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Sotos syndrome

Orpha number ORPHA821
Synonym(s) Cerebral gigantism
Prevalence 1-9 / 1 000 000
Inheritance
  • Autosomal dominant
  • Sporadic
Age of onset Neonatal/infancy
ICD-10
  • Q87.3
OMIM
UMLS
  • C0175695
MeSH
  • D058495
MedDRA
  • 10064387
SNOMED CT
  • 75968004

Summary

Sotos syndrome is an overgrowth condition characterized by cardinal features including excessive growth during childhood, macrocephaly, distinctive facial gestalt and various degrees of learning difficulty, and associated with variable minor features. The exact prevalence remains unknown but hundreds of cases have been reported. The diagnosis is usually suspected after birth because of excessive height and occipitofrontal circumference (OFC), advanced bone age, neonatal complications including hypotonia and feeding difficulties, and facial gestalt (narrow long face, pointed chin, broad domed forehead, scarce fine hair, hypertelorism with down slanting palpebral fissures). Other inconstant clinical abnormalities include scoliosis, cardiac and genitourinary anomalies, seizures and brisk deep tendon reflexes. Variable delays in cognitive and motor development are also observed. The syndrome may also be associated with an increased risk of tumors. Mutations and deletions of the NSD1 gene (located at chromosome 5q35 and coding for a histone methyltransferase implicated in transcriptional regulation) are responsible for more than 75% of cases. FISH analysis, MLPA or multiplex quantitative PCR allow the detection of total/partial NSD1 deletions, and direct sequencing allows detection of NSD1 mutations. The large majority of NSD1 abnormalities occur de novo and there are very few familial cases. Although most cases are sporadic, several reports of autosomal dominant inheritance have been described. Germline mosaicism has never been reported and the recurrence risk for normal parents is very low (<1%). The main differential diagnoses are Weaver syndrome, Beckwith-Wiedeman syndrome, Fragile X syndrome, Simpson-Golabi-Behmel syndrome and 22qter deletion syndrome (see these terms). Management is multidisciplinary. During the neonatal period, therapies are mostly symptomatic, including phototherapy in case of jaundice, treatment of the feedingdifficulties and gastroesophageal reflux, and detection and treatment of hypoglycemia. General pediatric follow-up is important during the first years of life to allow detection and management of clinical complications such as scoliosis and febrile seizures. An adequate psychological and educational program with speech therapy and motor stimulation plays an important role in the global development of the patients. Final body height is difficult to predict but growth tends to normalize after puberty.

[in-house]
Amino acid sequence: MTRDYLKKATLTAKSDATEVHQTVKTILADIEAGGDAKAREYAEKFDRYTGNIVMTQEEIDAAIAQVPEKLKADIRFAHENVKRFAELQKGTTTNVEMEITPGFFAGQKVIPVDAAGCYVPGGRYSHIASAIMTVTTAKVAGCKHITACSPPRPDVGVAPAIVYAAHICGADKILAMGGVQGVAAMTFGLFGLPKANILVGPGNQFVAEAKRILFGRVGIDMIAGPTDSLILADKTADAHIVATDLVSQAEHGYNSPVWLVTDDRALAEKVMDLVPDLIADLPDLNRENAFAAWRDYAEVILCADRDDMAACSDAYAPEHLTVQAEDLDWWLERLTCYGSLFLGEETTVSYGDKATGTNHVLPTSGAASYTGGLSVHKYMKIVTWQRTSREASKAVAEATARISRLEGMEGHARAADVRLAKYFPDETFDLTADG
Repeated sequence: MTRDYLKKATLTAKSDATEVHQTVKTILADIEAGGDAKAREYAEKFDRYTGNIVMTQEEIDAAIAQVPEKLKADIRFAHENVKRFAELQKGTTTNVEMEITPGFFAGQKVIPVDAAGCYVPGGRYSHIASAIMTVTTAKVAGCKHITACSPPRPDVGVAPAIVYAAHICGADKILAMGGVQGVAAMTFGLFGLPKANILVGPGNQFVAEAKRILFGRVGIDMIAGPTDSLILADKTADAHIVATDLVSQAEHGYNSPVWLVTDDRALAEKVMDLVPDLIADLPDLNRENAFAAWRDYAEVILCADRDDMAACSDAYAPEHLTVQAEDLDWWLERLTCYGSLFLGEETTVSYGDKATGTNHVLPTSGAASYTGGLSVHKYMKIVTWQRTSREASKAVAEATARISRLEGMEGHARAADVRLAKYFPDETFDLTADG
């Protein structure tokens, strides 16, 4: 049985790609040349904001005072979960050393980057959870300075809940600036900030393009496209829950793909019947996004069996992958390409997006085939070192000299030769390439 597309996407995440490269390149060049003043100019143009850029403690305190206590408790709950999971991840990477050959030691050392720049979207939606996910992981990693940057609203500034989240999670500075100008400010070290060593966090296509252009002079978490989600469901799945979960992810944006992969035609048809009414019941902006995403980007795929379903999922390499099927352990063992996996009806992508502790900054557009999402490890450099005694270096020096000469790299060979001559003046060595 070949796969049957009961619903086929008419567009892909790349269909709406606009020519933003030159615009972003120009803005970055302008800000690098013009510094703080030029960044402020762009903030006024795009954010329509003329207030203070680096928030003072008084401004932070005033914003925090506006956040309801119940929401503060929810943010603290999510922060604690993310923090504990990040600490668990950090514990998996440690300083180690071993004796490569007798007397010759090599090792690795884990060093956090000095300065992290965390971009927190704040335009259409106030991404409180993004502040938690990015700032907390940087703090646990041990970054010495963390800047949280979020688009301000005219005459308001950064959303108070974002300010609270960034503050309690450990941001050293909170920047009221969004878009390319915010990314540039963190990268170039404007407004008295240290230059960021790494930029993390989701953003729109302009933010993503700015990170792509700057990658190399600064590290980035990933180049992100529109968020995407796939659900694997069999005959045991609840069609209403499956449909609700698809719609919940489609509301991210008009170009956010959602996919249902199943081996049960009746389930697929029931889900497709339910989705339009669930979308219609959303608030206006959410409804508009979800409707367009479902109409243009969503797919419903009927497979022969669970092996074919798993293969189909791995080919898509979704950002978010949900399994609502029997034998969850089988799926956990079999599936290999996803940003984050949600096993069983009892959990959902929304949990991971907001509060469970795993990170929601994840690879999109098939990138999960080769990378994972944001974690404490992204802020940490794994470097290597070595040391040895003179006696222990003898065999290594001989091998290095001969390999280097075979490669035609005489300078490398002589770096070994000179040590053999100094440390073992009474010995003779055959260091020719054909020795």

Expert reviewer(s)

  • Dr Genevieve BAUJAT
  • Pr Valérie CORMIER-DAIRE

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Detailed information

Summary information
Review article
  • EN (2007)
Practical genetics
  • EN (2008,pdf)
Clinical genetics review
  • EN (2012)
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